July 13, 2016

Bursting the Pentagon Spending Bubble

Veronique de Rugy

George Gibbs Chair in Political Economy
Summary

Next year the White House will have a new occupant, but one thing is almost certain not to change: a U.S. foreign policy driven by mind-boggling sums of taxpayer money.

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Next year the White House will have a new occupant, but one thing is almost certain not to change: a U.S. foreign policy driven by mind-boggling sums of taxpayer money. With the exception of Bernie Sanders, all the major-party presidential candidates during this election season have said they would oppose military spending cuts. Even the relatively non-interventionist Sen. Rand Paul wanted to bust the military spending caps put into place by the Budget Control Act of 2011, while the other Republican candidates essentially fought over who wanted to increase spending most.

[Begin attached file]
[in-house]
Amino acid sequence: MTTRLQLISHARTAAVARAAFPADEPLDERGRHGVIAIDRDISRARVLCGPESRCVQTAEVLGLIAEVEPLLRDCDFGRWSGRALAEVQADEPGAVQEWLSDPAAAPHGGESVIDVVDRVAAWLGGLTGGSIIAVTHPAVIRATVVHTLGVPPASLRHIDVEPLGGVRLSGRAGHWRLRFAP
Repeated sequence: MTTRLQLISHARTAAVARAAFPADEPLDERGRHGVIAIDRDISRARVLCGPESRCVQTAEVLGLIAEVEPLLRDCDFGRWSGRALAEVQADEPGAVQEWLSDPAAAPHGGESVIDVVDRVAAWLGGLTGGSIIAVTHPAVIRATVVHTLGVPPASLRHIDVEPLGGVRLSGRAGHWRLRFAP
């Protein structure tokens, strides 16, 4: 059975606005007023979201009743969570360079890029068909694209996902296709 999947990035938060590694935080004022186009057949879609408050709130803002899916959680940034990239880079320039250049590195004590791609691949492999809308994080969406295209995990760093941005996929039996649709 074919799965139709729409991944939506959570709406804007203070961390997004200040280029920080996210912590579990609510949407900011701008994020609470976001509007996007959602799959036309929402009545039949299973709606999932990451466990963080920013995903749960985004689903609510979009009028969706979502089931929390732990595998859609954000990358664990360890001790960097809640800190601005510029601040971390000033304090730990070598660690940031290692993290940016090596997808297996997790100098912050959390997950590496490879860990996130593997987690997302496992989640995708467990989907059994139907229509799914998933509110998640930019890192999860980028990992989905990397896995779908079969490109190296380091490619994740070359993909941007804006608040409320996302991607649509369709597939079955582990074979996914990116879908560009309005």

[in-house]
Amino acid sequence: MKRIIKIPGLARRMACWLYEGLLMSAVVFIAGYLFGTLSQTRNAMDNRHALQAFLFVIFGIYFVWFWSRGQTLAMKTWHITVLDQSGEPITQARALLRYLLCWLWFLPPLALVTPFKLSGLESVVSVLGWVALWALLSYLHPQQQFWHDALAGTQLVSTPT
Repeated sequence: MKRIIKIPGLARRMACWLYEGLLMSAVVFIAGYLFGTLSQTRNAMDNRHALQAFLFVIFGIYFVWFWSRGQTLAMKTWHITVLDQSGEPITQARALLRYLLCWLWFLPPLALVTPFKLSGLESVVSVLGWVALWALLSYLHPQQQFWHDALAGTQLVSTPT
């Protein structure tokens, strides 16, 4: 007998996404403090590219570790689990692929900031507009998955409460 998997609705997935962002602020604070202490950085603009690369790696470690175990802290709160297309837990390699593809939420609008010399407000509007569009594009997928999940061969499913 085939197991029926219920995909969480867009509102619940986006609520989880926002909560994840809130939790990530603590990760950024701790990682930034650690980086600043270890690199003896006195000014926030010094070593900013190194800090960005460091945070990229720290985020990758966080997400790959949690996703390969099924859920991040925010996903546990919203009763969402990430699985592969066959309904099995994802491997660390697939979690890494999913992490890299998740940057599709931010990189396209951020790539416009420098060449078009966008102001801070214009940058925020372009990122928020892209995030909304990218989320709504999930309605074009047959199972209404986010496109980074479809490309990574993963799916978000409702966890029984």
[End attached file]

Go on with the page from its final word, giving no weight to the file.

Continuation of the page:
Donald Trump, the presumptive GOP nominee, left no doubt that he intends to keep the military gravy train rolling. Trump may have said that President George W. Bush lied about Iraq (a war that he claims, falsely, to have been publicly against since the start) but he has nonetheless earned the endorsements of former Vice President (and Hawk in Chief) Dick Cheney; interventionist former U.N. Ambassador John Bolton, and Arizona Sen. John McCain, a man who has rarely met an international problem he does not want to fix with American force.

Don't count on presumptive Democratic nominee Hillary Clinton to cut Pentagon spending, either. Clinton's track record of supporting more and bigger interventions paid for with a growing military budget makes her virtually indistinguishable from the Republican White House hopefuls. As reason's Nick Gillespie put it, "a vote for Hillary is a vote for war." 

Sadly, the American public is also warming up to the idea of more military spending. A recent Pew Research Center poll found that 35 percent say the U.S. should increase spending on national defense; that's a 12 percentage-point hike just since 2013. As Pew notes, "Most of the increase has come among Republicans. Fully 61% of Republicans favor higher defense spending, up 24 percentage points from 2013."

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